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The long range forecast from Oct 17  – Oct 24th  total precipitation plot below show a decent amount of rain which could be  from  convection thunderstorms.

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The graphic below illustrates the climatological pattern that is typical of tropical storms that originate in October so the Western Caribbean is the place to watch over the next three week.

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BMS Tropical Update 10/9/2016 10 AM CDT

 

Mathew End Game

Matthew is now classified as a post tropical storm as the majority of its energy has merged with a mid-latitude frontal system.   As a result Matthew will once again defy the long range forecast models that had suggested Matthew’s energy would travel southward towards the Bahamas.  Now Matthew will go out to sea just like the majority of tropical systems and Matthew’s long story will end.

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Matthew Forecast issued at 8 am EDT Saturday Morning. Showed Matthew likely taking a southern track in the long term

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Almost a complete 180 degree change in the direction Matthew is expected to take in today’s 8 AM NHC official forecast. Now Matthew is expected to track north of Bermuda.

Flooding

However, the damage is done and it is becoming apparent that water related damages could add up to more than the wind related damages.   In fact’ the water damages will continue to add up as many major rivers in Carolinas are expected to hit record flood levels.  In some cases there have been dam breaks which is reminiscent of the incredible rain event just over a year ago from tropical moisture from Hurricane Joaquin.  So with major rivers still rising, the flood situation is still unfolding, particularly in North Carolina which will lead to more losses in the next few days. However, it is assumed the majority of the inland flooding / river/ storm surge losses are either uninsured or are being assigned to flood policies by the NFIP.   As shown yesterday, the National Flood Insurance Program take-up rate by counties which are heavily coastal in nature across northern Florida through the Carolinas decreases for inland counties.  Therefore the majority of insured losses should be driven by wind related claims.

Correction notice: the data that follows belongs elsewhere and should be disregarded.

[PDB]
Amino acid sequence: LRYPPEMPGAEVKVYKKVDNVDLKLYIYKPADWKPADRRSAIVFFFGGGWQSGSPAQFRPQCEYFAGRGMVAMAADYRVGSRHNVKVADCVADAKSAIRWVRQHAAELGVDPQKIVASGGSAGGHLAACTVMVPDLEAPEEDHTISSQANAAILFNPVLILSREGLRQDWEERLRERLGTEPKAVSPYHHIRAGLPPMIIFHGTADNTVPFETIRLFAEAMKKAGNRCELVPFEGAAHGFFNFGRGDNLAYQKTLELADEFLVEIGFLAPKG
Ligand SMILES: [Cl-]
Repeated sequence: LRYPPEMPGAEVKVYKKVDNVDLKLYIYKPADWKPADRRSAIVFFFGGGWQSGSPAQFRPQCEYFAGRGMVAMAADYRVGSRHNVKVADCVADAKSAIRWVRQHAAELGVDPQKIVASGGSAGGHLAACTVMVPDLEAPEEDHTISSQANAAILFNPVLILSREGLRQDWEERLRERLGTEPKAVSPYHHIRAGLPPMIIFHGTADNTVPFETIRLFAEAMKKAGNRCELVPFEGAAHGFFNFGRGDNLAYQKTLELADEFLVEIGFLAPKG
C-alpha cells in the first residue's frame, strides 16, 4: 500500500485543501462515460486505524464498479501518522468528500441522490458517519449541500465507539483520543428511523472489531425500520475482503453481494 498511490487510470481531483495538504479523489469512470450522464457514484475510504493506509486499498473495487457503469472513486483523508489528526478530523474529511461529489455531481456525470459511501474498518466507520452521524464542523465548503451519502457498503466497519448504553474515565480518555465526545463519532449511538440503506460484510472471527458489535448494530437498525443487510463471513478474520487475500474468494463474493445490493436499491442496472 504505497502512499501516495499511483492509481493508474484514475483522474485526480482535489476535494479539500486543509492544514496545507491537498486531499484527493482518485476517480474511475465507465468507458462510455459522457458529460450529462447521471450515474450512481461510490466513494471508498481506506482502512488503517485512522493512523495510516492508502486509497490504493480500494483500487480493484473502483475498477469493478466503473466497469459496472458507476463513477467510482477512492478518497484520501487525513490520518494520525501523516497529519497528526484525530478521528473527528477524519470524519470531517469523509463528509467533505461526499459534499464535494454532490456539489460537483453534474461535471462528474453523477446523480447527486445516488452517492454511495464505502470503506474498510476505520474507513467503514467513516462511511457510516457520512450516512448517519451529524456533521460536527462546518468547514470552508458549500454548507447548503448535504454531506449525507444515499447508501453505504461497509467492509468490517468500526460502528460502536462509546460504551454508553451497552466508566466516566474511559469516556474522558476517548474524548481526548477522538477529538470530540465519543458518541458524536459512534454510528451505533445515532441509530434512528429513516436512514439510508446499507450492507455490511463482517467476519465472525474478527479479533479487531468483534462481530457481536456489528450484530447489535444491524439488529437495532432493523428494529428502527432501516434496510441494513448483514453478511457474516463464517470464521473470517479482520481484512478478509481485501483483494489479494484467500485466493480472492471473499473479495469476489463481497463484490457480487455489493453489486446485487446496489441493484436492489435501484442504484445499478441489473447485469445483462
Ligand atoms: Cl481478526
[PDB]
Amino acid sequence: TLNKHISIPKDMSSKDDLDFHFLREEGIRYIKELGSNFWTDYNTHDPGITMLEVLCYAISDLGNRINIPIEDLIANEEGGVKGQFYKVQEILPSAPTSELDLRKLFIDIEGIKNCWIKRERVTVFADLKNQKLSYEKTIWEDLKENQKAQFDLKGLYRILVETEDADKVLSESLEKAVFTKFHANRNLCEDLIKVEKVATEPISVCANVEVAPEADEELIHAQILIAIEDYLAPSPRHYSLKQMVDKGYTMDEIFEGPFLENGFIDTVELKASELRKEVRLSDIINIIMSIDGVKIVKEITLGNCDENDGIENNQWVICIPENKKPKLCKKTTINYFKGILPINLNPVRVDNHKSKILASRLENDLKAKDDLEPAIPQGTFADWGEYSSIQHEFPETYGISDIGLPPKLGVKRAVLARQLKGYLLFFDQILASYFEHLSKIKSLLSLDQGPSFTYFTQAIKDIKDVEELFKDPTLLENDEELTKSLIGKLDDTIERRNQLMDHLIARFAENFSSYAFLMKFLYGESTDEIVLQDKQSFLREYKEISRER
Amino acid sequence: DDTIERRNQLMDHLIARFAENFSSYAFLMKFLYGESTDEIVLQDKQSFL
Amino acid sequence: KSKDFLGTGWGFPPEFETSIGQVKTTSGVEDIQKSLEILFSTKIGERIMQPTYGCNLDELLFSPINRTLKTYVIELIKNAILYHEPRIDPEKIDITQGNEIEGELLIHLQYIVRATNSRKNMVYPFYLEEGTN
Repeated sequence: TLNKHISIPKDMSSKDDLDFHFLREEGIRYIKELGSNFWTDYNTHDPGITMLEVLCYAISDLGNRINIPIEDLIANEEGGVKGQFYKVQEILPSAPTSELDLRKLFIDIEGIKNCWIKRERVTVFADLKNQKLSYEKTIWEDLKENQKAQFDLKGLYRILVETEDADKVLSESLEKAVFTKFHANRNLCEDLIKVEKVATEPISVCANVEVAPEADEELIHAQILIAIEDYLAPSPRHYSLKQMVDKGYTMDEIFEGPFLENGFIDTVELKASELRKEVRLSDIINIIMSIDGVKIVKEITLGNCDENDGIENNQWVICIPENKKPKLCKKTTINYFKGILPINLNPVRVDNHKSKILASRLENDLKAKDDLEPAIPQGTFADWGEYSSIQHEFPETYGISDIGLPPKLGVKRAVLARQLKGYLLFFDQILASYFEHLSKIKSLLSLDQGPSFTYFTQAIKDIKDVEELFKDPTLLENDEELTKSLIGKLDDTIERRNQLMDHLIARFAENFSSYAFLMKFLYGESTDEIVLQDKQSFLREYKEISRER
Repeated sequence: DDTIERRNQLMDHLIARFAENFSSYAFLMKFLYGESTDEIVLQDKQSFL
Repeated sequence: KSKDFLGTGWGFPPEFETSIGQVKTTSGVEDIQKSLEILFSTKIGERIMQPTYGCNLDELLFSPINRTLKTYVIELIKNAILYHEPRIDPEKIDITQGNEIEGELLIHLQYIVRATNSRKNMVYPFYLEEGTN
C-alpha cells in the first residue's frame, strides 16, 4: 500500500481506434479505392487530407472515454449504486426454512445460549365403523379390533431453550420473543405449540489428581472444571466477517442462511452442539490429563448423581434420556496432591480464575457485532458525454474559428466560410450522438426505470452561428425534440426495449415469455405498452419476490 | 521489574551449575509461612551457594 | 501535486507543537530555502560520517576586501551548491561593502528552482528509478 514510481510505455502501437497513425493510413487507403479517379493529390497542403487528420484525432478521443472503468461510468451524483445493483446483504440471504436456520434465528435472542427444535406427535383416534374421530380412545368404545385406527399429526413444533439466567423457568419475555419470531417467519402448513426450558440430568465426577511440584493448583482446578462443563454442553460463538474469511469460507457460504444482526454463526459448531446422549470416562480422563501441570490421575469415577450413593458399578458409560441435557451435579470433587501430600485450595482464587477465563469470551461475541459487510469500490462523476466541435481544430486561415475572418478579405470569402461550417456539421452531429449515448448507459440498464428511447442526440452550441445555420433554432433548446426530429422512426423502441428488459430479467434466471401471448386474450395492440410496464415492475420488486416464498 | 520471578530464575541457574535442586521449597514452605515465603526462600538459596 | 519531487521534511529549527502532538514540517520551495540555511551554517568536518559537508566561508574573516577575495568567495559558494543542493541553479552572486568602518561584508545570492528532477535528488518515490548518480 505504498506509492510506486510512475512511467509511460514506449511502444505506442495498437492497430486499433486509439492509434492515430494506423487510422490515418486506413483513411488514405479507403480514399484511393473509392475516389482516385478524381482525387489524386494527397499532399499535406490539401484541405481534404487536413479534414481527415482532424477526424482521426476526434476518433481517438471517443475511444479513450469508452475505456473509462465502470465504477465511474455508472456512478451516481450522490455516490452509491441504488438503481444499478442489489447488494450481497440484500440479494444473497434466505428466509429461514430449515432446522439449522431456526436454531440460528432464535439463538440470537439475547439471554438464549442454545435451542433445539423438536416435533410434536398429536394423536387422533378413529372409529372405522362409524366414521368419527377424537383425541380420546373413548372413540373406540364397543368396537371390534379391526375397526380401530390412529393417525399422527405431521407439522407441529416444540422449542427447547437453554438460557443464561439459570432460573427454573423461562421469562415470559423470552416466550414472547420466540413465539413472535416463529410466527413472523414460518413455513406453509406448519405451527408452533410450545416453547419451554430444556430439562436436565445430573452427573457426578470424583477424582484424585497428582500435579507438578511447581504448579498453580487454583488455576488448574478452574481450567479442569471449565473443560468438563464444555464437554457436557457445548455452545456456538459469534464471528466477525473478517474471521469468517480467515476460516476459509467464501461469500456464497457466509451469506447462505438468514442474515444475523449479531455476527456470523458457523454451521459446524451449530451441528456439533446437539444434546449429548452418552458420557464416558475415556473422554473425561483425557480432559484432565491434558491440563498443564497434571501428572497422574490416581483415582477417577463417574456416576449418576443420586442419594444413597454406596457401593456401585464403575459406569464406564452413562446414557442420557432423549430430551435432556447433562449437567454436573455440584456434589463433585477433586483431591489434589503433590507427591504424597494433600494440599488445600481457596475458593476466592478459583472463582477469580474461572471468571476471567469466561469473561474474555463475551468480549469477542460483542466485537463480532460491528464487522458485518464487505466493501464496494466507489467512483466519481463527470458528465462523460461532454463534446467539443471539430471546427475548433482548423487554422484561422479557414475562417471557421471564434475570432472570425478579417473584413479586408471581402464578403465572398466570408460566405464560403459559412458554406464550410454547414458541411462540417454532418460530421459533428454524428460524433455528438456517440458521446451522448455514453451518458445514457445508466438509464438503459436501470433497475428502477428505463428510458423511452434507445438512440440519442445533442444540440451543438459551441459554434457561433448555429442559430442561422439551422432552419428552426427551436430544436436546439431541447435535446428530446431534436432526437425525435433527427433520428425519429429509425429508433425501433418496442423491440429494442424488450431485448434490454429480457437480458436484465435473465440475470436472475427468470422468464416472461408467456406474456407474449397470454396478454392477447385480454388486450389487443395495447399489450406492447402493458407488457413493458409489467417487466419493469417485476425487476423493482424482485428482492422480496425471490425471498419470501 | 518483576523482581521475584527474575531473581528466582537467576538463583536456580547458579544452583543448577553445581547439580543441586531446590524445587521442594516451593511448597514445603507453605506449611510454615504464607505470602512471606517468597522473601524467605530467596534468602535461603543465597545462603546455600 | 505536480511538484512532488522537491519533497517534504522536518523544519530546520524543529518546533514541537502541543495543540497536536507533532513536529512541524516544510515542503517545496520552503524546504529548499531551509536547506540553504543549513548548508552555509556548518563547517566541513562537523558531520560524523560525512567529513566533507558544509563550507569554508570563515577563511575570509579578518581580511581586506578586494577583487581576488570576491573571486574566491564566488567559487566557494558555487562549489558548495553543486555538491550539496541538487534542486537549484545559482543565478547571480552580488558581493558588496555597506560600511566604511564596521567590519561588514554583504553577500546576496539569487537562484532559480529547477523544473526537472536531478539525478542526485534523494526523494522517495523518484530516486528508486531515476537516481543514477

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Record flooding forecasted at Goldsboro, NC

 

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Record Flooding forecated for Kinston, NC

This record river flooding is a result of heavy rainfall which in some places has totaled more than 12”

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Past 7 Days of Rainfall observed. It should be noted BMS iVision also has a rainfall layer users can use to understand risk impacts to flooding.

As highlighted in yesterday’s update storm surge has also done a lot of damage along the entire coast from Flroida up to North Carolina.

  • Mayport, FL 3.28 feet:  Previous record of 2.47’, during Hurricane Jeanne on September 27, 2004 (records since 1928.)
  • Fort Pulaski, Georgia 5.06 feet:  Previous record of 3.40’ during the October 15, 1947 hurricane (records since 1935.)
  • Wilmington, NC 8.21 feet:  Previous record of 8.15 feet during Hurricane Hazel in October 1954.

 

Notice in the image above however that one of the areas hardest hit by winds in Florida right along the coastline. Most of the homes are relatively undamaged from this view.   Other damage from University Florida Damage Assessment group find minor roof and exterior damage along parts of the Florida coastline with surge leading to most of the damage observed.

Wind damage

As pointed out several days ago, treefall would be enhanced due to the saturated soil conditions in the Carolinas. With this combined with wind gusts and the lack of any significant large scale wind event over the region in several years, wind related tree damage could increase insured losses.

Since wind related damages will likely drive the insured loss, users of BMS iVision can now get a full picture of Matthew’s wind swath by looking at the 1 minute wind speed and 3 sec gust wind speed.   In the coming days   users will find wind duration information.

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BMS iVision Verisk Climate 3 sec wind gust swath for Matthew

Industry Loss

The only public report of insurance industry loss numbers was in a report issued Saturday afternoon by, CoreLogic, which estimates Matthew’s insured losses to range between $4B to $8B with 90% of loss being driven by wind claims, 10% by storm surge.  These estimates are well below the industry loss estimates projected by the major catastrophe modeling firms late last week.  However, they are somewhat inline with the other industry loss numbers from other modeling firms (not yet released publicly).

While Matthew was within 20 miles of bringing much larger insured property losses, Phil Klotzbach of Colorado State has compiled the historic statistics on Hurricane Matthew.

Hurricane Matthew Records/Notable Facts Recap (through October 8)